Op-Ed: White Gold: What AMLO’s Lithium Policy Reveals About Mexican Politics

Photo Credit: The White House

By Manuel Aguilera-Prieto
Staff Writer 

On April 20, the Senate of Mexico passed a new Mining Law nationalizing all lithium reserves in Mexico. This decision will have severe ramifications for the Mexican economy given lithium’s growing global demand. Consistent with the policy platform of President López Obrador, the Mining Law reveals the myopic underpinnings of his nationalist and anti-democratic administration. 

Mexican President Andrés Manuel López Obrador (AMLO) was elected on a platform of reform, change, and political renewal, all while promising a more equitable society. His new MORENA (National Regeneration) movement was the first non-mainstream party to win the presidency in the country’s history. However, many of his policies—particularly those involving energy—have marked an obstinate return to an antiquated and inefficient form of nationalist populism.  

AMLO’s latest endeavors have dealt primarily with the energy sector. His proposed energy bill, which failed to pass the lower house of congress, would have provided a majority of the market to a state-run electricity commission and diminished the authority of independent regulatory bodies. Dissatisfied by this outcome, López Obrador has moved on to another significant sector of the Mexican economy: lithium. The northwestern Mexican state of Sonora is home to the Bacadéhuachi reserve, which became the world’s largest reserve when UK-based Bacanora Lithium discovered it in 2018. Known for its wide variety of applications such as batteries and manufacturing, lithium has been highly sought after for decades. After COVID-related supply chain issues led to a spike in price, lithium has become so valuable that it has been dubbed “white gold,” and President Lopez Obrador’s recent political posturing indicates that he is well aware of this.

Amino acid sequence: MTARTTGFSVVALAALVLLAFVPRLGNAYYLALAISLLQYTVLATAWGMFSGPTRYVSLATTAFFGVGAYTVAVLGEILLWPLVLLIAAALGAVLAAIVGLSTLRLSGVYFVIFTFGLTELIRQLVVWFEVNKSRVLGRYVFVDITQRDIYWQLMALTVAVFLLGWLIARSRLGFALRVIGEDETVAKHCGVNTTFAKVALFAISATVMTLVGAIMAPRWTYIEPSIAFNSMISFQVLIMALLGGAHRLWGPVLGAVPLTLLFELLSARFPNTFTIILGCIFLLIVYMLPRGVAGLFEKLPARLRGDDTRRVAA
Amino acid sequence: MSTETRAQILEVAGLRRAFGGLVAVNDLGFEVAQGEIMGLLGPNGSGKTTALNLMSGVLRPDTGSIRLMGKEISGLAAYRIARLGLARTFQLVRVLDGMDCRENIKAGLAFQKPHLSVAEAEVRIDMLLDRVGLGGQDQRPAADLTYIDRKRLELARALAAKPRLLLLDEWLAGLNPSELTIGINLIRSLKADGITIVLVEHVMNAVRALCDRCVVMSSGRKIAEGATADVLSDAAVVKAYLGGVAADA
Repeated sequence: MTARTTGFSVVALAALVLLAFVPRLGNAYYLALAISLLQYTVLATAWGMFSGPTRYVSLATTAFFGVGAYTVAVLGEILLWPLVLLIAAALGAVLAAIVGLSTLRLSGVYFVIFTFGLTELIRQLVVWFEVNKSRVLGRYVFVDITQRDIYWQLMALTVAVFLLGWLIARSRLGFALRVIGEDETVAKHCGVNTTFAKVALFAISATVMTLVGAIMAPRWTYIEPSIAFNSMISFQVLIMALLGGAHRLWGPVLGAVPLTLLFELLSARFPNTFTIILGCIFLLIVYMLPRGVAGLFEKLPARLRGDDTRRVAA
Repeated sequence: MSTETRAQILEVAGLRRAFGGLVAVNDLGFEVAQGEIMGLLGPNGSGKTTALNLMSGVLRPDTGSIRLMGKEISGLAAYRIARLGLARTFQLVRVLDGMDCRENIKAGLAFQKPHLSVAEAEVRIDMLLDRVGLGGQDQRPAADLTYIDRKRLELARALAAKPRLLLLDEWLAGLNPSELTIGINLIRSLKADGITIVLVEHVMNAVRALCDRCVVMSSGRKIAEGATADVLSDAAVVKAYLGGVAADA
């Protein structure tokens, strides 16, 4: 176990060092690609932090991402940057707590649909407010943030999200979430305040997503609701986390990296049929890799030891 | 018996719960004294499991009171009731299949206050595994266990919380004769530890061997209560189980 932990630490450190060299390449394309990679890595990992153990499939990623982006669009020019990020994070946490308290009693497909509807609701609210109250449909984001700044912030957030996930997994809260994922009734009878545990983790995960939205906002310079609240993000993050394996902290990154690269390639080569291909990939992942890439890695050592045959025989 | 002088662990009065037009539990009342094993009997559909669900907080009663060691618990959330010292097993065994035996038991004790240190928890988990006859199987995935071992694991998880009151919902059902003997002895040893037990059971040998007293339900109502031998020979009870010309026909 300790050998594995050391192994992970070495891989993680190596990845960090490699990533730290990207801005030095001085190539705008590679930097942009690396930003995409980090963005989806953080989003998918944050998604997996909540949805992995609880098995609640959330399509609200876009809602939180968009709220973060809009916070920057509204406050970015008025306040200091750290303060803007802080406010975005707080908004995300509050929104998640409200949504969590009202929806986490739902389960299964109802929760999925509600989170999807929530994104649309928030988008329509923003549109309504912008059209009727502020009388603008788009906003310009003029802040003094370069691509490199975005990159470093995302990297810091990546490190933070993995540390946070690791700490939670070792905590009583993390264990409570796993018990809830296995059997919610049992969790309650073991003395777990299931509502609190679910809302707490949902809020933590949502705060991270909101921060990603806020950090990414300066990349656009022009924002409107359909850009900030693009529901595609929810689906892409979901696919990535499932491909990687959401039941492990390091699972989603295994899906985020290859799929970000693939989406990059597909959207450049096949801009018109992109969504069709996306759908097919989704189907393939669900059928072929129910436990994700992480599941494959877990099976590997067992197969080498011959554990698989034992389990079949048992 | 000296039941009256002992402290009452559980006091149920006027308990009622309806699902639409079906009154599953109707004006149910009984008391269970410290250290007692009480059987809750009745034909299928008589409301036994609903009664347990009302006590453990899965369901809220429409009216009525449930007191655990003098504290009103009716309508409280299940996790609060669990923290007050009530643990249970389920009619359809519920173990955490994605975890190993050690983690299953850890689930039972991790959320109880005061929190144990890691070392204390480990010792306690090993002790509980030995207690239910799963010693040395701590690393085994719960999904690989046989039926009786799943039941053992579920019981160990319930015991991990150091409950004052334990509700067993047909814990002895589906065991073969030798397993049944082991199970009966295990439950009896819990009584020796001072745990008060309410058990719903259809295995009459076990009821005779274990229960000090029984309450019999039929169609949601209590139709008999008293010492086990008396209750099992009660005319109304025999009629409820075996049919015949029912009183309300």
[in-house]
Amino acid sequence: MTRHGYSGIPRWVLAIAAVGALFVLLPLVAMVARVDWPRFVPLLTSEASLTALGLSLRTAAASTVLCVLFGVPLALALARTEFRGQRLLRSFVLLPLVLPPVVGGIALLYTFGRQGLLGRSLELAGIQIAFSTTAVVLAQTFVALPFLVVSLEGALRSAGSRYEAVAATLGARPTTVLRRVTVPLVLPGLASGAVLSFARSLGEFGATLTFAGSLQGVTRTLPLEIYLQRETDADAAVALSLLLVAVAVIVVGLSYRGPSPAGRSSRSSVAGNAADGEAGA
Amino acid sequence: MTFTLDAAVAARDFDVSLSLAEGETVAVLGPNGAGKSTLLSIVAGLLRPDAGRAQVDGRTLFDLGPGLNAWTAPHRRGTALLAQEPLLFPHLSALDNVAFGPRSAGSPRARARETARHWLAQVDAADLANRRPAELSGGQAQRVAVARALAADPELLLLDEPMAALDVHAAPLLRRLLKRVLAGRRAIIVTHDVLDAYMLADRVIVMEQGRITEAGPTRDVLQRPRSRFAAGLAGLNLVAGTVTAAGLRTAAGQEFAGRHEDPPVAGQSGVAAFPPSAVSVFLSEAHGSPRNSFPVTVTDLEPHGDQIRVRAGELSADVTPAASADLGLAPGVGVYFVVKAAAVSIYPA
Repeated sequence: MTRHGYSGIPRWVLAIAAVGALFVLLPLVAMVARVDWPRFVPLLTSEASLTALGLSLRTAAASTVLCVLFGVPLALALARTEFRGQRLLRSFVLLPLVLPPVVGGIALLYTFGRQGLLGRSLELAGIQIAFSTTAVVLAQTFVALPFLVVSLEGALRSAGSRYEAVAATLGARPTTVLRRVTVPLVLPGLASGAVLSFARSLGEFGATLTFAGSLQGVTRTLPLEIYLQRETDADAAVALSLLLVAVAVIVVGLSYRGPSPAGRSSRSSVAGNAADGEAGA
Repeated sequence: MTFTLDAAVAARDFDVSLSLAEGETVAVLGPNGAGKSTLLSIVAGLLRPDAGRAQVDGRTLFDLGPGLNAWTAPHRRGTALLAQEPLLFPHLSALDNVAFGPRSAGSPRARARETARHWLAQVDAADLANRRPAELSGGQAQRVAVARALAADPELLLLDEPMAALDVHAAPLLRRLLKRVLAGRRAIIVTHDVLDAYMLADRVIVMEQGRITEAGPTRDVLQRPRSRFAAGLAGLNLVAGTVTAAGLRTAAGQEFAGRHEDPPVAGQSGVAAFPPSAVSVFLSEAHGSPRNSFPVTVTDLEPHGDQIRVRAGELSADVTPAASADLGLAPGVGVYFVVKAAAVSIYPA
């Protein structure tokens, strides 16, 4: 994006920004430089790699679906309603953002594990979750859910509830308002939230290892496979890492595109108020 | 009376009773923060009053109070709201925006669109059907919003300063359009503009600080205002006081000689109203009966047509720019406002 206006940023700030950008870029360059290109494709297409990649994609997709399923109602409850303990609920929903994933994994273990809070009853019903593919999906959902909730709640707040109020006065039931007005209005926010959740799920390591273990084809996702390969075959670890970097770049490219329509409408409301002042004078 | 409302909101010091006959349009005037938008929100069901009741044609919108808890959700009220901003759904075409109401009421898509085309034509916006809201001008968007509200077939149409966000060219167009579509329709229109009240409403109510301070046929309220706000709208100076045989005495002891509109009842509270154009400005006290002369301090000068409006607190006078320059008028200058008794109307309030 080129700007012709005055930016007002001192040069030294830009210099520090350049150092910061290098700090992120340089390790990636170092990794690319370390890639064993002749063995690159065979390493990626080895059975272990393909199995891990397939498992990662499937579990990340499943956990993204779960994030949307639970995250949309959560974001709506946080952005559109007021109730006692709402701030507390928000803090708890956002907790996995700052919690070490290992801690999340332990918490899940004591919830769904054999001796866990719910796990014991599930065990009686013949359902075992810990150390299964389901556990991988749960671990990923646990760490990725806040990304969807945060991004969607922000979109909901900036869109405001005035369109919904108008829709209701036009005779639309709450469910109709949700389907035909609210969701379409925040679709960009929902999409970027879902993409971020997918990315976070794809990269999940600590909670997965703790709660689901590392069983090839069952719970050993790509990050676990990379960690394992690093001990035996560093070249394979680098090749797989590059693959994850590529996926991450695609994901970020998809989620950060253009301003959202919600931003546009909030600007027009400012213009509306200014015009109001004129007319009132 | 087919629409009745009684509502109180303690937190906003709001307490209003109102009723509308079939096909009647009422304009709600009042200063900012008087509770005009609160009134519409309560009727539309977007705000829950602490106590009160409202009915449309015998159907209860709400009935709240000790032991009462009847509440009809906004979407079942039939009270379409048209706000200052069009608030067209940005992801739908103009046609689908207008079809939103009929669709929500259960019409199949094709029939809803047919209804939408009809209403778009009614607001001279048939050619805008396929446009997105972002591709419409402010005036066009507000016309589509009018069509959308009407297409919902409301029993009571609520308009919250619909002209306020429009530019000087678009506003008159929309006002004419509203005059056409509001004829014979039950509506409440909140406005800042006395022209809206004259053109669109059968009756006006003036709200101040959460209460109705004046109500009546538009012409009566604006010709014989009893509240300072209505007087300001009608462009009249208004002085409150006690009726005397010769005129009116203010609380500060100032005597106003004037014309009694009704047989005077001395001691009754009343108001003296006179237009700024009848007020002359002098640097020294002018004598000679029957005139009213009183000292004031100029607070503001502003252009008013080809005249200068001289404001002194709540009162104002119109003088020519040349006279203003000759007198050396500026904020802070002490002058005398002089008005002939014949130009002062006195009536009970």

Only a few days after his energy bill failed in Congress, AMLO’s lithium initiative was sent to the legislative body, receiving well over half of the votes needed to officialize it. Effectively nationalizing all of Mexico’s lithium reserves, the new law prohibits foreign investment, barring a few concessions which will be heavily monitored and regulated. This will undoubtedly result in short and long-term losses, seeing as how Mexico does not have the infrastructure to mine this resource adequately. Moreover, the prospect of a new stable job market in the industry is undermined by this decision, and the Mexican government will have to accept this opportunity cost as they would be unable to create such an economy without the presence of foreign companies. There are also worries that the lithium law will violate the specifications of the USMCA, the successor to NAFTA. U.S. congressmen and diplomats alike have expressed their concern that many North American companies will be excluded from the market, circumventing the guidelines stipulated in the free trade agreement. If these concerns are not addressed, U.S.-Mexico relations would be strained further, and the onus would be placed on Lopez Obrador’s government to reconcile these incidents.